Forteviot in Central Scotland (Figure 1) preserves one of the most extensive prehistoric ceremonial landscapes in Britain and one of the most important early royal centres of Scotland. According to the Chronicles of the Kings of Alba, King Kenneth Mac Alpin is said to have died at the palace of Forteviot in AD 858. The ninth century AD in Scotland was a period of major political change with the unification of the eastern kingships of Pictland and the western kingships of the Scots into the new kingdom of Alba by AD 900. As one of the major early royal centres in this time period, Forteviot is a crucial location in assessing the complex processes that gave birth to one of the nations of Early Medieval Europe. The Strathearn Environs and Royal Forteviot project (SERF) aims to investigate the prehistoric complex at Forteviot and establish the nature of the royal establishment at Forteviot. Early royal sites in Ireland are well known for re-using the sites of prehistoric ceremonial centres, legitimising their power through reference to the past and the ancestors and there are hints of similar practices in Scotland (cf. Alcock & Alcock 1992; Driscoll 1998; Newman 2007). The SERF project aims to explore what it is about Forteviot and the wider Strathearn region that created this regional centre in such different social and political situations, and whether there were connections between the prehistoric complex and the much later establishment of the royal centre at Forteviot.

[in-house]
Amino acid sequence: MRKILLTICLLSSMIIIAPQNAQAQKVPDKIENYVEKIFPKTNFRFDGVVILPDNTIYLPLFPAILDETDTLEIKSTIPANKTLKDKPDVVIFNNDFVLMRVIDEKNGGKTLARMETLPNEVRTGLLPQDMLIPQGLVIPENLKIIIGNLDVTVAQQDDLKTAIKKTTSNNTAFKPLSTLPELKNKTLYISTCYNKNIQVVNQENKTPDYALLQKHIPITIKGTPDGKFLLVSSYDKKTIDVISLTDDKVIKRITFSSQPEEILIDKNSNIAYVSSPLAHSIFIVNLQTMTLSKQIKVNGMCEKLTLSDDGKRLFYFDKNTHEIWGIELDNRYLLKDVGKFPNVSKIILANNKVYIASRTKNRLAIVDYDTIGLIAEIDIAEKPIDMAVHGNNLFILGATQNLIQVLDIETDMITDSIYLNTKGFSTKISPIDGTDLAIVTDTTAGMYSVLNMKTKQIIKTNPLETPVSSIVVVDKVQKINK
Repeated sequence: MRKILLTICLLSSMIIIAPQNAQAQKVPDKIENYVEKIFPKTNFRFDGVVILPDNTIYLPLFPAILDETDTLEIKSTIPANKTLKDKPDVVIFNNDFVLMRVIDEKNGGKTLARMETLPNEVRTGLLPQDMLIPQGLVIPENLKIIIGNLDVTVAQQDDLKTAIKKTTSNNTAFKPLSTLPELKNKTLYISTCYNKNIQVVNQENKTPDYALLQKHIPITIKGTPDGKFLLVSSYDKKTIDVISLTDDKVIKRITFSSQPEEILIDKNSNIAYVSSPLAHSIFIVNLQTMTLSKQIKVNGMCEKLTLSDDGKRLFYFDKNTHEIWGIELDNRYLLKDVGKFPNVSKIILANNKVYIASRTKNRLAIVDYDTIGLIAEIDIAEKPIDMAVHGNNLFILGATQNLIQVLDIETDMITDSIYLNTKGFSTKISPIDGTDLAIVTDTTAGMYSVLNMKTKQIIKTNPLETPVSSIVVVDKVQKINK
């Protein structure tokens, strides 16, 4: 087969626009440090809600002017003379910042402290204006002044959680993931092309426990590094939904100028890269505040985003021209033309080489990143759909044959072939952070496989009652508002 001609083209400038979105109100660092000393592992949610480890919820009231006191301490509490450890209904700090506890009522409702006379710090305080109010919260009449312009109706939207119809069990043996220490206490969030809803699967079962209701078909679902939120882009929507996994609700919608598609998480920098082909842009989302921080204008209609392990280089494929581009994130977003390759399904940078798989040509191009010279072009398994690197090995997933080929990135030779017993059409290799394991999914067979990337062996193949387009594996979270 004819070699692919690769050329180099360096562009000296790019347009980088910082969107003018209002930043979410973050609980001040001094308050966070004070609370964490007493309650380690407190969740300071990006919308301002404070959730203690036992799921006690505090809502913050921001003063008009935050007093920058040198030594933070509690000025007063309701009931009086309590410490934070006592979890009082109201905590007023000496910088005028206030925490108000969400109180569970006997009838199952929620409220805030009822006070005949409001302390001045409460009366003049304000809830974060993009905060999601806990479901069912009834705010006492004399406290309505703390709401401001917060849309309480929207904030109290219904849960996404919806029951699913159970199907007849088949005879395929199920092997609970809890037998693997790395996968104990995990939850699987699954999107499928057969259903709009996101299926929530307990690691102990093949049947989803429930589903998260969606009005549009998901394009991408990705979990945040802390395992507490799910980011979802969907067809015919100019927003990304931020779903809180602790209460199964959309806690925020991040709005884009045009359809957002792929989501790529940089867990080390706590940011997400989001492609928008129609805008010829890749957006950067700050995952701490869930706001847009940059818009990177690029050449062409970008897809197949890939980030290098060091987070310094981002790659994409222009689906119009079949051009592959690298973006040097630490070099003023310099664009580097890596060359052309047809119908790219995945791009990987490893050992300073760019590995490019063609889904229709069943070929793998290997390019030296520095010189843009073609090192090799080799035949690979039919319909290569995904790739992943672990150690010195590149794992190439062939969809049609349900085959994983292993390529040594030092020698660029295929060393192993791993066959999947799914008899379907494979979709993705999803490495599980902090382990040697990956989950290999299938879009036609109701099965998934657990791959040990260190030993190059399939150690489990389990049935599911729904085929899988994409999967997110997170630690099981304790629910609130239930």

|Publication status||Published - Mar 2010|